But Oktoberfest is a lot like a state fair, too. There are bunches of rides, including some outrageous ones, plus games and vendors, and even a decent selection of haunted houses. Sure, the carnival barkers are barking in German. But, hey, it’s in Munich, not Iowa.

Bottom line: Oktoberfest has both a great carnival atmosphere that’s family-friendly and ample venues for those seeking to join in on an international beer bender.

This year, the festival runs from Sept. 16 until Oct. 3. Admission is free and so is the pageantry, including parades on many of the days, usually in the morning. Everything else costs euros.

Adventure-seekers can try high-speed, high-altitude rides the likes of which are rarely seen at the county fair back home.

Those chairs that hang by chains, spinning around like a merry-go-round? Try it at more than 100 feet in the air and hope the chain doesn’t break. There are several roller coasters, and the Freefall speaks for itself.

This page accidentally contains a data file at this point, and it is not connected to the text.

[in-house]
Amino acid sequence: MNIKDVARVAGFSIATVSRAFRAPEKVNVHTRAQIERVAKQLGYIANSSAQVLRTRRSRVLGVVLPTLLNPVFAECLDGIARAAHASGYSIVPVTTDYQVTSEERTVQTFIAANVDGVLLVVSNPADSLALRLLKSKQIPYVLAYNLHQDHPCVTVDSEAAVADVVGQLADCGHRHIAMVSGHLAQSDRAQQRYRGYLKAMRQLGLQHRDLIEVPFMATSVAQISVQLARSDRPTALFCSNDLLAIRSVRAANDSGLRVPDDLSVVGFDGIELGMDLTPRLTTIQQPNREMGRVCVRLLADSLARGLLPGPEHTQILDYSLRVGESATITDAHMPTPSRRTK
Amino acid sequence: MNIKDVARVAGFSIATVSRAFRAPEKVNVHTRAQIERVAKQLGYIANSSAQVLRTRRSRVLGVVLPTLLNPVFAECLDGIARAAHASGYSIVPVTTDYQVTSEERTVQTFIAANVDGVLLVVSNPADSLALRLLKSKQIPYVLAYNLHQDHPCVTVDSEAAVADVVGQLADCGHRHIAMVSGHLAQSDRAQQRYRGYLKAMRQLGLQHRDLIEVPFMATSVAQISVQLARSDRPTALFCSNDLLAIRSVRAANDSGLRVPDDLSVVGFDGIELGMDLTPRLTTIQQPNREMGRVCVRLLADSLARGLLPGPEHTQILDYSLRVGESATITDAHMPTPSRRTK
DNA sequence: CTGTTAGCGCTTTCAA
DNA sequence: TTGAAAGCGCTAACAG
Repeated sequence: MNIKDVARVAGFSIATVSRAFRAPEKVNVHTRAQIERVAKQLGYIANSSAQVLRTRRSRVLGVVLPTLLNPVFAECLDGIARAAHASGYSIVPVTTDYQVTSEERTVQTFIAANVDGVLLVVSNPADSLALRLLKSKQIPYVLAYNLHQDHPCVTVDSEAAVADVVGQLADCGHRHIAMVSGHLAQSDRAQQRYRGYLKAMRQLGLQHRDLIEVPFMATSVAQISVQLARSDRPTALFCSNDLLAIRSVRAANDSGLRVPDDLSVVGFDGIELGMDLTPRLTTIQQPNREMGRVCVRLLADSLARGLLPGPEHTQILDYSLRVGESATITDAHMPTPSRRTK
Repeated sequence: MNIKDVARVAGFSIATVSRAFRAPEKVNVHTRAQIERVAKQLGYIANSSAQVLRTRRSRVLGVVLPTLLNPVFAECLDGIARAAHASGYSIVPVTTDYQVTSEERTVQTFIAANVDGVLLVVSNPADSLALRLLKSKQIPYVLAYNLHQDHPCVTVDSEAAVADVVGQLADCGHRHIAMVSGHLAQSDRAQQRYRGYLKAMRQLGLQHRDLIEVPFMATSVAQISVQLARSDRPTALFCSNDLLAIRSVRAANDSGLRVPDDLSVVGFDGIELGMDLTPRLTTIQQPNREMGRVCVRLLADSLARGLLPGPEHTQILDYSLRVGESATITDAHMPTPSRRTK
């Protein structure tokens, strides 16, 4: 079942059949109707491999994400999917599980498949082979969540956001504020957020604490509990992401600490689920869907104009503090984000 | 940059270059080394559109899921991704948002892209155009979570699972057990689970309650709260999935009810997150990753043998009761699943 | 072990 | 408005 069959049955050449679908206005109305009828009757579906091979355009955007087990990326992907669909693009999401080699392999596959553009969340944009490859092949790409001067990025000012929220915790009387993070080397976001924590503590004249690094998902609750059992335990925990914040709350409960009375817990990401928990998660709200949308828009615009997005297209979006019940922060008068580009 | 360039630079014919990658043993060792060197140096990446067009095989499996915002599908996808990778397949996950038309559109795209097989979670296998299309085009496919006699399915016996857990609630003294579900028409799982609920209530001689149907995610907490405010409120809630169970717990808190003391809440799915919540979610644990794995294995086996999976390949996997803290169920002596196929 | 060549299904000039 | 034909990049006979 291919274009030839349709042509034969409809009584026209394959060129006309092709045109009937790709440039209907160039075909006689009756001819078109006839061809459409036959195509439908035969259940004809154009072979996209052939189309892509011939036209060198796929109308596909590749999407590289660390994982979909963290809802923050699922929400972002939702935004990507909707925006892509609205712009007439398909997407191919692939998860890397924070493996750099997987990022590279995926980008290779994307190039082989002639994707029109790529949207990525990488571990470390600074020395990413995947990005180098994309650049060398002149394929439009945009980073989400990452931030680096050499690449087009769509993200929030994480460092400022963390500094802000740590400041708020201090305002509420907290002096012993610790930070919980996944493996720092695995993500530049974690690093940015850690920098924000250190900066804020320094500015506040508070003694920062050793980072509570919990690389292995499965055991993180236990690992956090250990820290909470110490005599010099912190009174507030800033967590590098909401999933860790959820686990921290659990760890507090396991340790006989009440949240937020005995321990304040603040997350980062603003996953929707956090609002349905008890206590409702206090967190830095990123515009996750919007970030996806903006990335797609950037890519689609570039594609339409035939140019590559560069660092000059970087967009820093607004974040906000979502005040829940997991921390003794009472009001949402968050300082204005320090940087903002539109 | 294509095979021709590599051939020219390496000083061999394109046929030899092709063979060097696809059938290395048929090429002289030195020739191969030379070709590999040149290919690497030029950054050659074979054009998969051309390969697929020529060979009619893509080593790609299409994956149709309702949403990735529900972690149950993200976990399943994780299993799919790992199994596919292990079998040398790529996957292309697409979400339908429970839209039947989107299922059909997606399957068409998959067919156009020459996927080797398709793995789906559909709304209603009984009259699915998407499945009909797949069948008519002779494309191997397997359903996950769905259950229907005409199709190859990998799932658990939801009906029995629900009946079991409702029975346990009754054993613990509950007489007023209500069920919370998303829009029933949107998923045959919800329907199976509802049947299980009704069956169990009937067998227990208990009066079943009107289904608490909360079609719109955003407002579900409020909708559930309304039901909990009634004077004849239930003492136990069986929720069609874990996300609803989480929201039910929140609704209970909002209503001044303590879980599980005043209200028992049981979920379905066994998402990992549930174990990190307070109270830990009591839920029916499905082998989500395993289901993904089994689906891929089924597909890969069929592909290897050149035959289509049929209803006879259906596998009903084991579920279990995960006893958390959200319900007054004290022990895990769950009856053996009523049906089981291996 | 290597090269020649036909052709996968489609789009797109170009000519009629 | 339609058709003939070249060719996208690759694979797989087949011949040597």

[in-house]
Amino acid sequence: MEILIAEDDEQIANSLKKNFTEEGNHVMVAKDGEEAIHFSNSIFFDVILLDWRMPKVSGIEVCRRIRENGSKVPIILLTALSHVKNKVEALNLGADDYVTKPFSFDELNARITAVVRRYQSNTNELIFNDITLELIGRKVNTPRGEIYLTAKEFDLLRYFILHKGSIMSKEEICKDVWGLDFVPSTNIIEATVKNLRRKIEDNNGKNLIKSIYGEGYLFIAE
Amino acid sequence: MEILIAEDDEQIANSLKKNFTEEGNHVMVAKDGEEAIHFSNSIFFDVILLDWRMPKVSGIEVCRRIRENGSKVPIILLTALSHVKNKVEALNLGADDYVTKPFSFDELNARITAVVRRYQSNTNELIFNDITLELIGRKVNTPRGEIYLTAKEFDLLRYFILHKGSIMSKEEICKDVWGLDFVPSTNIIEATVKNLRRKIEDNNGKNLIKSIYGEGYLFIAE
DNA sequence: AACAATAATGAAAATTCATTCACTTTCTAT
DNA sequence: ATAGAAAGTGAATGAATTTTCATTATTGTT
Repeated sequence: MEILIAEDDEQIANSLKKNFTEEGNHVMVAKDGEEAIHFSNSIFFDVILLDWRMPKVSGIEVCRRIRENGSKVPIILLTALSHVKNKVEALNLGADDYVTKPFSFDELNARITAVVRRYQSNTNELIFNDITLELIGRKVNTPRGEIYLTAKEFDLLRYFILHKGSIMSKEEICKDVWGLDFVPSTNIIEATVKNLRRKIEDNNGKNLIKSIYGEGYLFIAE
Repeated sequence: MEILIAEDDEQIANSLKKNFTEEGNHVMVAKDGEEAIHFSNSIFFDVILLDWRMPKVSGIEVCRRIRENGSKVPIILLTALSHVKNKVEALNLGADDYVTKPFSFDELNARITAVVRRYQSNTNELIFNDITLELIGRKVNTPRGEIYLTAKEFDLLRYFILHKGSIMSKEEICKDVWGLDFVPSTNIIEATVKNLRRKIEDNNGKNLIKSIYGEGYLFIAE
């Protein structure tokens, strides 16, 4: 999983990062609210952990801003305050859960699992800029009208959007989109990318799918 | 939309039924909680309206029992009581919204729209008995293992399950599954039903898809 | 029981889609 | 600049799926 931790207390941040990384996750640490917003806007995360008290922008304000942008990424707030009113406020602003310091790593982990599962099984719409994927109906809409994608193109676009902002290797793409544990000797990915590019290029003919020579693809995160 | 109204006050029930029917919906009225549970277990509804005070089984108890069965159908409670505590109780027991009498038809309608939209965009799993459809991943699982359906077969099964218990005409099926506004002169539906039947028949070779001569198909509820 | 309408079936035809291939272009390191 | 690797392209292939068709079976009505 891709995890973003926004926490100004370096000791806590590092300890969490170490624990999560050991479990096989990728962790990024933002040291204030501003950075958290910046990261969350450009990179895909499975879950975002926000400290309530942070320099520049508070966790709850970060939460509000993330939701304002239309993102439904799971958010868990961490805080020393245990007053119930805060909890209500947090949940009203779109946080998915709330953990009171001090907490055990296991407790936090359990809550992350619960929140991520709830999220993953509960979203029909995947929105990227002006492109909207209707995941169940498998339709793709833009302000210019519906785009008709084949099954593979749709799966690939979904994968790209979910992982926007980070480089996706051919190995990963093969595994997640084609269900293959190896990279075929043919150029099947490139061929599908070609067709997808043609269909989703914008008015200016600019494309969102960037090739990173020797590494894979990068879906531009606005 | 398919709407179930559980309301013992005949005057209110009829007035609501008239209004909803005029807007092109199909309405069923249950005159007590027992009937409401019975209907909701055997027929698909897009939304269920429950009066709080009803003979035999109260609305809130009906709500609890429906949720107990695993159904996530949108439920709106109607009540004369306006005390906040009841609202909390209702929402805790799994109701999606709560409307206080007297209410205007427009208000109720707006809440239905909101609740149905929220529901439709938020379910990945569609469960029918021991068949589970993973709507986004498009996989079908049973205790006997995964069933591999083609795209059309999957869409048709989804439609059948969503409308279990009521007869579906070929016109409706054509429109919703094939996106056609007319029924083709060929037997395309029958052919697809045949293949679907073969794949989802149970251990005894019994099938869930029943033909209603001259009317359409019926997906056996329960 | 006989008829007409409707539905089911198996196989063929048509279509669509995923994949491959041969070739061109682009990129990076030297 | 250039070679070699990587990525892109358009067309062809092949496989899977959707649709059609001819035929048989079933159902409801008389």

But the ultimate ride is the Cyberspace, back at Oktoberfest for a second time. This giant pendulum rocks riders back and forth, higher and higher into the sky, like a kid being pushed on a swing set. Finally it reaches its 150-foot zenith and goes over the top, sending riders plummeting face-first to the earth and back up again, then plummeting and back up again.

Afterward, blown-away riders stumble out of their seats. A G-force of 4-6 will do that.

“That was amazing, [expletive] amazing,” one Aussie said last year as he wiped away his tears.

“It’s worth it,” Petty Officer 3rd Class Jeremy Turman of St. Mawgan, England, said after paying 7 euros for the experience.

“These rides seem more dangerous than any in any country we’ve been in,” he added.